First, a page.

Wednesday, December 11, 2013

Lesson learned



I love learning and I honor my teachers. I always have.

I love the hierarchy of teacher/student - when it works, that is. Idolizing or developing a crush on a teacher is a wonderful way to soften the heart and open the mind of the student. When I fell in love with my teachers, I was able to take in what they were teaching at a very deep level. The knowledge penetrated me to the quick. Even after I was old enough to "know better" (whatever that means) I continued to hold my teachers up on a pedestal. It made going to their classes so much more fun!

I did not idolize all my teachers, should say. Just the good ones, only the ones with whom there was a singular rapport.

For this situation to work, the teacher must not take advantage of that trust and openness. The teacher must remember not to let his or her ego get wrapped up in the adoration. The greatest teachers I've had were aware of that responsibility. They saw me spin out and held the space for me with respect and affection. They guided me through the dizzy infatuation, knowing it would pass after the class ended. It always did. I honor them!

There was one teacher, way back when, who got lost in the energy. We had an affair, a total disaster on every level you can imagine. I was so young then; I don't blame myself. He was only 33. I don't blame him anymore either, but I used to. I blamed him for a long time. Clearly things can go very wrong. The hierarchy of teacher/student is tricky. When done well, it's wonderful.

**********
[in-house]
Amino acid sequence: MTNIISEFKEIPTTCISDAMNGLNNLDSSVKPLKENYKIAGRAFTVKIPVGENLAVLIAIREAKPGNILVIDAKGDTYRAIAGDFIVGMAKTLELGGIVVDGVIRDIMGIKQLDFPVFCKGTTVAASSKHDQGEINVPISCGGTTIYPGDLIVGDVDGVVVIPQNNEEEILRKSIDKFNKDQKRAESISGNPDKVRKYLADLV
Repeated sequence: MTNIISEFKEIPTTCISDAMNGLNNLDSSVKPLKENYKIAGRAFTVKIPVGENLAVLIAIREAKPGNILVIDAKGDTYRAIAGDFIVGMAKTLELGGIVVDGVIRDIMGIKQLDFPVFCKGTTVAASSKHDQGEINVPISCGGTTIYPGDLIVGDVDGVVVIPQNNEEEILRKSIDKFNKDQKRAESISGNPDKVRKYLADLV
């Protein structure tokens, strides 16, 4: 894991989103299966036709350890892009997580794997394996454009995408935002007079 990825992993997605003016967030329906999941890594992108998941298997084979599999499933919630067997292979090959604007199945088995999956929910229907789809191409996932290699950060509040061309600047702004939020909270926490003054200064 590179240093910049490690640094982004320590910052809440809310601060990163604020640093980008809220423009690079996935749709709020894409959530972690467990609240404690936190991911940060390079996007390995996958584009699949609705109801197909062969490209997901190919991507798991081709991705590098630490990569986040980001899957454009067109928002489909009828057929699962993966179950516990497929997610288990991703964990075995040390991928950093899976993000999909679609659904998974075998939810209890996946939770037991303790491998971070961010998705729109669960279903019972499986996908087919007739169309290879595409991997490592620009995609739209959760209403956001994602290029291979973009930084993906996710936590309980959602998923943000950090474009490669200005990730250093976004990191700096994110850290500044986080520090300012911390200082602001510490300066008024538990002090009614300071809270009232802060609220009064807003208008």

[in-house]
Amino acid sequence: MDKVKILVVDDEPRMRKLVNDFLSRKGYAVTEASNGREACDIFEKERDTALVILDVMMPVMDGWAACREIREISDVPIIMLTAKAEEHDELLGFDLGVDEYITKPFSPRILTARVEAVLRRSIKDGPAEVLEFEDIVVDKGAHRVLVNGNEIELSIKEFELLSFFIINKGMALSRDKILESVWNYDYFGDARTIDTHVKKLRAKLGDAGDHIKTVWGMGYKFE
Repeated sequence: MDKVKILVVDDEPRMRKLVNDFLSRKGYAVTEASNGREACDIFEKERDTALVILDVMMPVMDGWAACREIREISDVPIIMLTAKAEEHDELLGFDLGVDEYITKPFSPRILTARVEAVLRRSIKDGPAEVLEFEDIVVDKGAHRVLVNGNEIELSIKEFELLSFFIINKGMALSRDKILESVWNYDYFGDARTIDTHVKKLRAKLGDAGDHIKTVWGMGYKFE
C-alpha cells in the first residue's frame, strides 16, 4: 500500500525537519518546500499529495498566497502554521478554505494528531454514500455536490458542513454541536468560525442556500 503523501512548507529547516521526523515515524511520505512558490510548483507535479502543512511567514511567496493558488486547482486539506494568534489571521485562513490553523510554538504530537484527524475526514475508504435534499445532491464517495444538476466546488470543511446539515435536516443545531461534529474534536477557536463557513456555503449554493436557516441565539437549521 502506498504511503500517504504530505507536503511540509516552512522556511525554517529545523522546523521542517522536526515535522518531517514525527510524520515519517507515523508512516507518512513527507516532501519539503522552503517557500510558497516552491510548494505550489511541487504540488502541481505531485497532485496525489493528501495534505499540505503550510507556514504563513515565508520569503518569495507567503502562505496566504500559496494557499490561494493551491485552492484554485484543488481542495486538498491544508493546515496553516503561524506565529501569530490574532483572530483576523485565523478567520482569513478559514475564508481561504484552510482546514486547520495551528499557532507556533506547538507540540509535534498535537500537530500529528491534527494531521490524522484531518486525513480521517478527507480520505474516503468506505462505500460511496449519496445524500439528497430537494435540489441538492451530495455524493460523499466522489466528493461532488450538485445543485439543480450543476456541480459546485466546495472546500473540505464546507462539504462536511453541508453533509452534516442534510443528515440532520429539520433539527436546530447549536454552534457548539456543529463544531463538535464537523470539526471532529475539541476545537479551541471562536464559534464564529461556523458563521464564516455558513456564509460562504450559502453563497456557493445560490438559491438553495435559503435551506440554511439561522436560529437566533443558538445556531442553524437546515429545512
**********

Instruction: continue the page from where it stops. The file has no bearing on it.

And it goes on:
Mostly in my life, my teachers have respected the sacred hierarchy. Not only did I learn whatever they were teaching, but I also developed a passion for learning when I could dive headfirst into the process, no holds barred. I'm not interested in the "auspicious friend" kind of teacher, no. I wish to study with the gods.

Recently, I've been back in touch with one of my very greatest teachers from my time in Reclaiming. Though I never had romantic feelings for her, my adoration of her teaching, approach and perspective was powerful. I took in every word, every idea. When she offered a class I often signed up more than once, to make sure I got it all. I use what I learned from her every day as a shaman and healer. She was one of my great benefactors.

Once I located her on Facebook, I was excited to work with her again. I signed up immediately for something she was offering over the internet, a collaboration that inspired her to produce a "circle of stones," a necklace of beads she chose to help me with an intention. The process was great, but when I received the necklace, I couldn't shake the nagging feeling that there was something not right about the beads she chose.

I tried to love that necklace, but could not. Finally a friend who creates beautiful malas from semi-precious stones explained that the biggest beads on my necklace were made of dyed bamboo coral. They were an ugly reddish orange, very large, and seemed to me to have nothing to do with my intention. They felt ill, damaged, to me. Yanked out of their natural terrain, coated with a thick, toxic dye, how could those beads have helped me with anything?

When I asked her about it, she told me she loves the dyed coral, says she finds it "powerful," whatever that means. OK, then. Wow.